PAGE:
How I Trade VXX Options
1) Keep it simple (sell Naked Call options)
I like to sell out of the money (around 0.1 Delta) Naked Call options for two main reasons.
- It gives me more time to react when VIX spikes compared to ATM or ITM Call options.
- Avoid getting an early assignment.
2) Watch VIX9D
VIX9D estimates the expected 9-day volatility of S&P 500 stock returns. I watch this carefully because if it spikes up above VIX, in most cases something big is affecting the stock market.
If VIX9D is above VIX, it is one of the signals for me to consider closing out my VXX short Call positions.
3) Watch VVIX
VVIX is the volatility of VIX. Essentially volatility of volatility. When it’s below 90, expect VIX to spike sometime relatively soon. VVIX has not gone down below 90 recently and at a calmer time, it frequents below 80, so the base number changes based on the market environment at the time.
This is just one of the many signals I watch so just because it is below 90, doesn’t automatically mean that I close out all of my VXX short Call positions, but I would consider scaling back at opening new positions or decreasing my existing positions.
4) Watch VIX to VIX3M ratio
VIX 3M is a measure of the 3-month implied volatility of the S&P 500. It gives a longer-term outlook of what the market is worrying about in the next few months. For example, most recently there was the US presidential election. As a result, the VIX-VIX3M ratio (Pink line) went above the average line (Green line) around October. Back in March was when COVID-19 hit the US. When a spike like that happens (red arrows), VIX will likely remain high for a while so it would be wise to get out or wait to open a VXX short Call position, until things start to calm down (green arrow).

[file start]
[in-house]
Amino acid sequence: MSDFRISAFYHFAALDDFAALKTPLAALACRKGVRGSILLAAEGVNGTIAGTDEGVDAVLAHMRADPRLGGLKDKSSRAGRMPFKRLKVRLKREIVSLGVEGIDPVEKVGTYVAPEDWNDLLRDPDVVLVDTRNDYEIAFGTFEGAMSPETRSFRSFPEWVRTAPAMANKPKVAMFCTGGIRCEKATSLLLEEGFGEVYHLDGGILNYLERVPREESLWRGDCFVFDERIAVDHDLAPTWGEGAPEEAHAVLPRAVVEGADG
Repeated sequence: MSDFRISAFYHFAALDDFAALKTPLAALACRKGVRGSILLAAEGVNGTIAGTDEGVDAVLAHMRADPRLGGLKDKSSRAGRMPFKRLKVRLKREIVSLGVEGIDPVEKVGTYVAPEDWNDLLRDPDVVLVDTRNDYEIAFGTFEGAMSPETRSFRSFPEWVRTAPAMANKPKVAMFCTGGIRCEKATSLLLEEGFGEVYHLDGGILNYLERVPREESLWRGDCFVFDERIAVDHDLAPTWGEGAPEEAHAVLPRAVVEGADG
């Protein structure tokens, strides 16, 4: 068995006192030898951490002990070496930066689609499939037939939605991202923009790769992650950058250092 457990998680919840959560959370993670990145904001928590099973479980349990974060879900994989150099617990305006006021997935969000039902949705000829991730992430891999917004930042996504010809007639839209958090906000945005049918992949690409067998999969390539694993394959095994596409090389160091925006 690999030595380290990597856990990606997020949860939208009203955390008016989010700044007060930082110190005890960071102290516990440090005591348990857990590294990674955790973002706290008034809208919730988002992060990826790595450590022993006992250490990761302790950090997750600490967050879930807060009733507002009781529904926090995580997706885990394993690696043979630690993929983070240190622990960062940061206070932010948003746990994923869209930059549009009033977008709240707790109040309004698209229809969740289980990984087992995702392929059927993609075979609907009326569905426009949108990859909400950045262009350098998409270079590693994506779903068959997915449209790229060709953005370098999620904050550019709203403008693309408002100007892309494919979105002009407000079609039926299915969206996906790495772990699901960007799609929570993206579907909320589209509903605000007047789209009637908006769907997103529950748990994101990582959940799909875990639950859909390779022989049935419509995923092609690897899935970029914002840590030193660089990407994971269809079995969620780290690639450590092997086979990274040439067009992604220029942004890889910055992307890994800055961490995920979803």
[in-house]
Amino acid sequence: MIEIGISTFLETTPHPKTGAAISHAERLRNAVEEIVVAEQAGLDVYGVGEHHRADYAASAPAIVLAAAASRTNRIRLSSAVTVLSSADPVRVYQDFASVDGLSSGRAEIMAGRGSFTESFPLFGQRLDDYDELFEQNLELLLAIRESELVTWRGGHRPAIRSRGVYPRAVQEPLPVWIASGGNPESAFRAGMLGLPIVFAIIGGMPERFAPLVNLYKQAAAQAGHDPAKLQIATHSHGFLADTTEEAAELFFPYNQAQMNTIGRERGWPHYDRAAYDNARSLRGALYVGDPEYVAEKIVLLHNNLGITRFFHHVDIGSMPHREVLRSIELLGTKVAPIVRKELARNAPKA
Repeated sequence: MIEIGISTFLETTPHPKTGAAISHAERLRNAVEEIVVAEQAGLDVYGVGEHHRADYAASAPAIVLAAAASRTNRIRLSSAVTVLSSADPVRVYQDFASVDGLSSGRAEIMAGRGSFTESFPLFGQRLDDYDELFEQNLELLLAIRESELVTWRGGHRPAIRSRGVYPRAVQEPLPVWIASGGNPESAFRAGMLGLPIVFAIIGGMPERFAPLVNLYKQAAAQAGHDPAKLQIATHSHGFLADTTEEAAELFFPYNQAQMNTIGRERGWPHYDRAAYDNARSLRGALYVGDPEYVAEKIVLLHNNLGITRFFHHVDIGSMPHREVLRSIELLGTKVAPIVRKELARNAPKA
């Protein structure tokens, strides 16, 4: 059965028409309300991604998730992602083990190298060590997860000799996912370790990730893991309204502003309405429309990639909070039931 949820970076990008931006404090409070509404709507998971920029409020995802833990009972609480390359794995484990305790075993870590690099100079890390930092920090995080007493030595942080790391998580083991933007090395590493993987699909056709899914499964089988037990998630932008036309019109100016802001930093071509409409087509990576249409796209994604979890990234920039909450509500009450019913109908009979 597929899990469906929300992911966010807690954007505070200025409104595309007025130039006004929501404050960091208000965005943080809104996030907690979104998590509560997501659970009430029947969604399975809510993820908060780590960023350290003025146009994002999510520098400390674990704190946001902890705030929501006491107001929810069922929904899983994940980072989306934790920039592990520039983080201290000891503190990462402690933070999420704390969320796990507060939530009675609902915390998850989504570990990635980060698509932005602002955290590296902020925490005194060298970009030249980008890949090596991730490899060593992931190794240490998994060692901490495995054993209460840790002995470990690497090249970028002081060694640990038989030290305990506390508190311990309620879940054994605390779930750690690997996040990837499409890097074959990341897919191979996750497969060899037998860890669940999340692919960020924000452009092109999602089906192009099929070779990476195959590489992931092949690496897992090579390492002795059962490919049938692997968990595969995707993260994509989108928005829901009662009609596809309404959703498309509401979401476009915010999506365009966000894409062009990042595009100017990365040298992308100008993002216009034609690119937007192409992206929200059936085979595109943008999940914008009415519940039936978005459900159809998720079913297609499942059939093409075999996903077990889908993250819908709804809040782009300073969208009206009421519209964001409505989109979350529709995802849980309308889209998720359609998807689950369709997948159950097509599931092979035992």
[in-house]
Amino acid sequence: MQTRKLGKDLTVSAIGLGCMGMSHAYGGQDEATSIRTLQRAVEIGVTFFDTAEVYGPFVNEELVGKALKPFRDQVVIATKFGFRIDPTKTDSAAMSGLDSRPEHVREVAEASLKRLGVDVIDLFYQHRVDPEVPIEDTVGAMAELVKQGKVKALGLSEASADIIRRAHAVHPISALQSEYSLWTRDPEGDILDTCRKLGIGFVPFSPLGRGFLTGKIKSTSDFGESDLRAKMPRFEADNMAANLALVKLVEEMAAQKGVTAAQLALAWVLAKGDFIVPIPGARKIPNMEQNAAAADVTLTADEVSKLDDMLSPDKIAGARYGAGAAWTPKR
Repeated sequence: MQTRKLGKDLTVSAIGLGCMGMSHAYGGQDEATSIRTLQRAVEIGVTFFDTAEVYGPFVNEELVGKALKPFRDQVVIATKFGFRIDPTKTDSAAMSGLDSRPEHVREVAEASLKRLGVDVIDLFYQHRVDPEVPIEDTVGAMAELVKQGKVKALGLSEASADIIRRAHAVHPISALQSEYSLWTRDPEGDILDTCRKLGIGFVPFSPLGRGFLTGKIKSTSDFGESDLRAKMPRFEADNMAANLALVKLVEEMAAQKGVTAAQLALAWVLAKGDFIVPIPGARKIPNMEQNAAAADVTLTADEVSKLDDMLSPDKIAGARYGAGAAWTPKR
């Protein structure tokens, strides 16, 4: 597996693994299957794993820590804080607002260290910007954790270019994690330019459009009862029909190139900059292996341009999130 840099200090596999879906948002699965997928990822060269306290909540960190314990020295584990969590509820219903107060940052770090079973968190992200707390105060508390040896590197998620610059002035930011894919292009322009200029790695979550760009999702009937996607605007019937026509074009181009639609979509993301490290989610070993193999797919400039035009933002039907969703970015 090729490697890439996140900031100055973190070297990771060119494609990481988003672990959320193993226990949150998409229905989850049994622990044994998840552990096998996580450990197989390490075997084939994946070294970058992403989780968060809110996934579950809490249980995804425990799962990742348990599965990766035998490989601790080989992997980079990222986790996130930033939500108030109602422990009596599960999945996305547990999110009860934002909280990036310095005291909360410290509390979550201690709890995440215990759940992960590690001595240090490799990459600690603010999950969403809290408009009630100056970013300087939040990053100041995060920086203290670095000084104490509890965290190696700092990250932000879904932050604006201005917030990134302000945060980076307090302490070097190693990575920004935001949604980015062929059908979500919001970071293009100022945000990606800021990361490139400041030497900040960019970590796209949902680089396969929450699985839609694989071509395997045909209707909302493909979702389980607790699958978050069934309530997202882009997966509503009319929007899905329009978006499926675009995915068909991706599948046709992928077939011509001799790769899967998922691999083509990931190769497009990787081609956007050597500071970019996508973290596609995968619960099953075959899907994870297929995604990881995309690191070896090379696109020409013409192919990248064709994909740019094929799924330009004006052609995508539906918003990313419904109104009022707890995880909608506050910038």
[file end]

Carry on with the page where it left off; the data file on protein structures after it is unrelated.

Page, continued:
Another factor to look for is how low the ratio is at the time. If it is close to the bottom (red boxes), most likely that trend will change at some point. This has happened recently during the summertime when COVID-19 case numbers started to go down worldwide. Even though VIX was still pretty high relative to last year’s level, the VIX-VIX3M ratio reached close to the bottom. It spiked shortly after that.
The key is that VIX always reverts back to the mean. If it goes up, it comes back down. If it goes way down, it always goes up. We just need to find the right time to jump on and off the waves.
Selling VXX Naked Call is not something to be taken lightly. I know some people use the majority of their account capital to trade VXX / UVXY or other VIX related ETN. While it works for them, this has never worked for me. I personally like to allocate only up to 10% of my total capital because when it goes against me, the margin requirements skyrocket fast. Trading VXX and UVXY was a key focus at one point for me but now that I have discovered the beauty of the Wheel Strategy, I would only trade VXX when the market condition is right.
What is your experience trading VXX, UVXY, or any other volatility-related ETN? Did you have great success with it? Please share it in the comment section. I would love to hear your story.